Monday, July 14, 2014

Working with Pla Plate: Making Copies

Now that we've established how to design and make your own shapes out of pla plate, we can move on to the not-so-fun part of customization: making copies. This mind and finger numbing task of having to replicate a ton of mods can lead to loss of interest in a project. Here's a guide on how to quickly copy your custom shape so you don't get burned out.

What you will need:

1. Pla plate
2. Masking tape
3. Compass needle
4. Hobby knife
5. Scriber (if you're using thick pla plate)
6. Your custom shape

Click on the Read More link for the rest of this post...

1. Place your custom shape on a piece of pla plate and secure it with masking tape. Take your compass needle and trace tightly around the shape, just like you would with a pencil. Do several light passes instead of one heavy pass to avoid slips.

You should end up with something like this...

*TIP: work near a corner of your pla plate so you can get the shape out easily
2. If you're using thin pla plate, skip to step 5. For thicker pla plate like the one I'm using here, trace along the design again with the compass needle, this time using a bit more force. If you slide your finger across the design, you'll notice a raised edge has formed around the lines. This will help guide the scriber in the next step.

3. Use the scriber to deepen the lines. Do several light passes. Don't maneuver the scriber around the corners and try to scibe the whole thing in one go. Instead, do separate straight strokes for each side, overshooting the corners a little bit. This will give you sharper corners in the finished piece.
Also, scribe away from the shape when possible - not into it - to reduce the risk of scratches.

4. Keep scribing deeper and deeper until you start to see the shape on the opposite side of the sheet. This means the cut is now deep enough for the hobby knife to work.

5. Use the hobby knife to cut out the shape. Do a separate cut for each side, drawing the blade away from the shape, and overshooting just a bit to keep the corners sharp. Warning: thick pla plate can be quite resilient. If you encounter some resistance while cutting, don't increase pressure and try to slice through it in one go- that is exactly how you end up with unwanted scratches, or a blade embedded in your finger. Instead, do several light passes with the knife until you're able to cut through smoothly. Always keep your fingers clear of the direction your knife is moving.

6. Break the trimmings away to free the shape from the sheet. Be careful not to bend or stress the shape while doing this. If a corner is still clinging, use the hobby knife to cut it free.

7. Your copy will still need a bit of clean up. Use sand paper for the larger outer edges. For the inner, hard-to-reach edges, use the hobby knife and drag it lightly along the edge while keeping the blade perpendicular (just like you would do Beveling, but at a 90 degree angle). Don't over-sand the edges or your shape won't be identical to the original anymore.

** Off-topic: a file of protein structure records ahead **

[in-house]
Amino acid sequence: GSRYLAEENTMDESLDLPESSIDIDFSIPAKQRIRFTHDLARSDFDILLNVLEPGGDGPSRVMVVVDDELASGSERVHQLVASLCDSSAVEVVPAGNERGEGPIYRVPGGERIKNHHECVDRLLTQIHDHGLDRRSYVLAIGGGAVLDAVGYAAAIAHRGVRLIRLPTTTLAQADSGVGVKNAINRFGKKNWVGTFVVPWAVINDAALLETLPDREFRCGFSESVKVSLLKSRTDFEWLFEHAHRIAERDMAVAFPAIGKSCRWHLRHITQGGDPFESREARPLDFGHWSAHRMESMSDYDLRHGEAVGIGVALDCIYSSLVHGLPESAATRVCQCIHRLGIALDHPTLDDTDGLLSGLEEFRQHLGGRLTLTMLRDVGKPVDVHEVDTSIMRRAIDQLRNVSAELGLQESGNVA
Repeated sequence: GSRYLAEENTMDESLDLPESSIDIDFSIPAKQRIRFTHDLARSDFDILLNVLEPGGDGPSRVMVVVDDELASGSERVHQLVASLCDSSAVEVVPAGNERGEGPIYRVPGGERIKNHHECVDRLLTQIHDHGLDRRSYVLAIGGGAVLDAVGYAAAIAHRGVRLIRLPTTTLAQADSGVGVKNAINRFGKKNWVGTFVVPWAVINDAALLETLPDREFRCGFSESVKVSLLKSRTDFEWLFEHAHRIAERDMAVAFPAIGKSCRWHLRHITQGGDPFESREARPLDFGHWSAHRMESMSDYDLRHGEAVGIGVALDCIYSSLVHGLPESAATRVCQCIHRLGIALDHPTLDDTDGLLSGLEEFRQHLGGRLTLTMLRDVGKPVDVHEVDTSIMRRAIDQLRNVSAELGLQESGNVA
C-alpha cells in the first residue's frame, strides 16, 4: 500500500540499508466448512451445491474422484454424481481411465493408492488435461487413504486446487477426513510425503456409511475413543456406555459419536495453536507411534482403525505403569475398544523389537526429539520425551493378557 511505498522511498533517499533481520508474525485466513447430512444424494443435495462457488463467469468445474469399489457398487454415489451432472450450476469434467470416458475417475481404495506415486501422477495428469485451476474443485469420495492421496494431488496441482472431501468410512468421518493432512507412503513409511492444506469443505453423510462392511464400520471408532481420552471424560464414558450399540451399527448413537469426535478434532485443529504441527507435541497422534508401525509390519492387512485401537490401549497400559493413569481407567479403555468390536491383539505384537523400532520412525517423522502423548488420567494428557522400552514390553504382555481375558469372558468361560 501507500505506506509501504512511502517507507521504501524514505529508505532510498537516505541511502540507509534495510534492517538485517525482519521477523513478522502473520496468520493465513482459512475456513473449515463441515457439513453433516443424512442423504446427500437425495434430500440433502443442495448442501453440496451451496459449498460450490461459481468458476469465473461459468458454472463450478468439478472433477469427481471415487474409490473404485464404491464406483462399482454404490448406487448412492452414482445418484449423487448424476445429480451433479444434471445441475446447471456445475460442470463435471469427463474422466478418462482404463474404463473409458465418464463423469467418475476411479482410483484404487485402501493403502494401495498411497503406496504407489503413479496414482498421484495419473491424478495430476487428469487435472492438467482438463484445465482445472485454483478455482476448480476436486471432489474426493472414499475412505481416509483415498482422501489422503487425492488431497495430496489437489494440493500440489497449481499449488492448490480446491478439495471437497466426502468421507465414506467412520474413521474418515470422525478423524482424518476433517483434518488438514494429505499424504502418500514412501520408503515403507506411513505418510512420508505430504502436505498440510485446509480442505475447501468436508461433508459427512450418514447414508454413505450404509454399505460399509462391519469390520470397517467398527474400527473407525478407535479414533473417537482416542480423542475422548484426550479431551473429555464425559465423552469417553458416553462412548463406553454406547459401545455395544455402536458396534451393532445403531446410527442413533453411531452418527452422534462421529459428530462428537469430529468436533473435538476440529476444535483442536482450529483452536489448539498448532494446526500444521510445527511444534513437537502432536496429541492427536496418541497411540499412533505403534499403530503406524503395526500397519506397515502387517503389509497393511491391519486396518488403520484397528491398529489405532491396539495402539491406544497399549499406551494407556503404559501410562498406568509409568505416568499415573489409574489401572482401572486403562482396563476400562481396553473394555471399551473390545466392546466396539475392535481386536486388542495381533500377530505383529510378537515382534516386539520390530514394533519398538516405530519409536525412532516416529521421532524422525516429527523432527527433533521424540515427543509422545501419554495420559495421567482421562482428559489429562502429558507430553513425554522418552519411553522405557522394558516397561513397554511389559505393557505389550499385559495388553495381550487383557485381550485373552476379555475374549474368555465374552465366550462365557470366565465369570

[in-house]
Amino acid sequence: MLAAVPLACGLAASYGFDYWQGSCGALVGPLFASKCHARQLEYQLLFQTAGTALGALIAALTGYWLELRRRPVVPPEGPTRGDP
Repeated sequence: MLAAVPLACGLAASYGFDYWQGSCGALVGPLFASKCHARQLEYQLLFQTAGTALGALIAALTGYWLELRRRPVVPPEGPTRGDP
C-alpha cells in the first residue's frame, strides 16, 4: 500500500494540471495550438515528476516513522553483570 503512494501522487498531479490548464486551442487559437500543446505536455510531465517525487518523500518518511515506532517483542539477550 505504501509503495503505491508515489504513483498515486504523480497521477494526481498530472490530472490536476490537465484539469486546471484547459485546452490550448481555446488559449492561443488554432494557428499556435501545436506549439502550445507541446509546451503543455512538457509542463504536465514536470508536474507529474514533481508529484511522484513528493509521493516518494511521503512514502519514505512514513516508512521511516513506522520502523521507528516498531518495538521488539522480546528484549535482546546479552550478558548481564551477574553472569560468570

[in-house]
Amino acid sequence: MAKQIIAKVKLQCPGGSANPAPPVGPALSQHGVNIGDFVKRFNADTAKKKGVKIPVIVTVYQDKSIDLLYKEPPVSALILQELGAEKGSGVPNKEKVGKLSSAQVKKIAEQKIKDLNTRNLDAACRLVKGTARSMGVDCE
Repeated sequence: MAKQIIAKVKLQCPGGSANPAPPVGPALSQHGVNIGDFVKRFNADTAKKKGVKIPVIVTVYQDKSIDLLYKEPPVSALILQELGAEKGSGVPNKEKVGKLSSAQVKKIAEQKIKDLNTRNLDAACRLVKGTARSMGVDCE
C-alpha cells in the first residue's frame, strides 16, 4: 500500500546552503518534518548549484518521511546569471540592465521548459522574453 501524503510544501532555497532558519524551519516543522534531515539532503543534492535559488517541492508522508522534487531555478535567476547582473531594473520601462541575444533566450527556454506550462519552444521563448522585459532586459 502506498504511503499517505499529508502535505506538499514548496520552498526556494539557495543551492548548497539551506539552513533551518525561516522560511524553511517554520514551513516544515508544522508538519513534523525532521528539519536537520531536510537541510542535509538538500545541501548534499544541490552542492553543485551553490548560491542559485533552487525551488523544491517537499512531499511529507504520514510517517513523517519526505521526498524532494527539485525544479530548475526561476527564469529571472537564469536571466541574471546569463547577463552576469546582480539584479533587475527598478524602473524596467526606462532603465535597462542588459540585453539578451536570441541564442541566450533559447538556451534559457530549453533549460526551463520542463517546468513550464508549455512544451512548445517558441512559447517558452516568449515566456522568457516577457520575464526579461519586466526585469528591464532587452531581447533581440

8. And there you have it! If you want them to be perfectly symmetrical, put a tiny bit of glue in the middle of the one piece then stick the other onto it. Sand the edges even, then pull the pieces apart again.

This whole process took about 10-12 minutes. Naturally, a thinner sheet will be easier to work with, so consider the thickness when buying pla plate for your project. Remember to keep your hands safe and exercise extreme caution when using your sharp tools.

Until the next tutorial, keep building plamo!


  1. sir is this pla plates tlga? san mo po mabibili pla plates or tlgang inoorder nio sa japan..have you ever tried using high impact sheet (HIPS) as alternative for pla plate? sana po may tutorial kayo para dun para sa mga ka2llad ko wla pang access sa pla plates TIA ^_^

  2. Pla plates = plastic plates, or sheets. Tamiya is just a brand of pla plate. I've read about people using cell cards, atm cards, old IDs, even an empty baby powder container. It doesn't really matter what specific type or brand you use as long as you can cut it, glue it to your kit and paint it. I've never tried HIPS, but the one is used above is a PVC sheet purchased from Deovir arts supply and is also available at some Architecture supply stores around UST. You can get an A4 sized sheet at about Php60 or less.

    1. thanks sir...that really helped. I just bought HIPS from jolis [UST] last saturday and I'm really glad that the plate you're using is "slightly" the same to my plate. Anyway, the guy from Deovir told me that HIPS are styrene based just like the plastic used in Gunpla so you can actually use modelling cements when modding. I hope my little info helped too.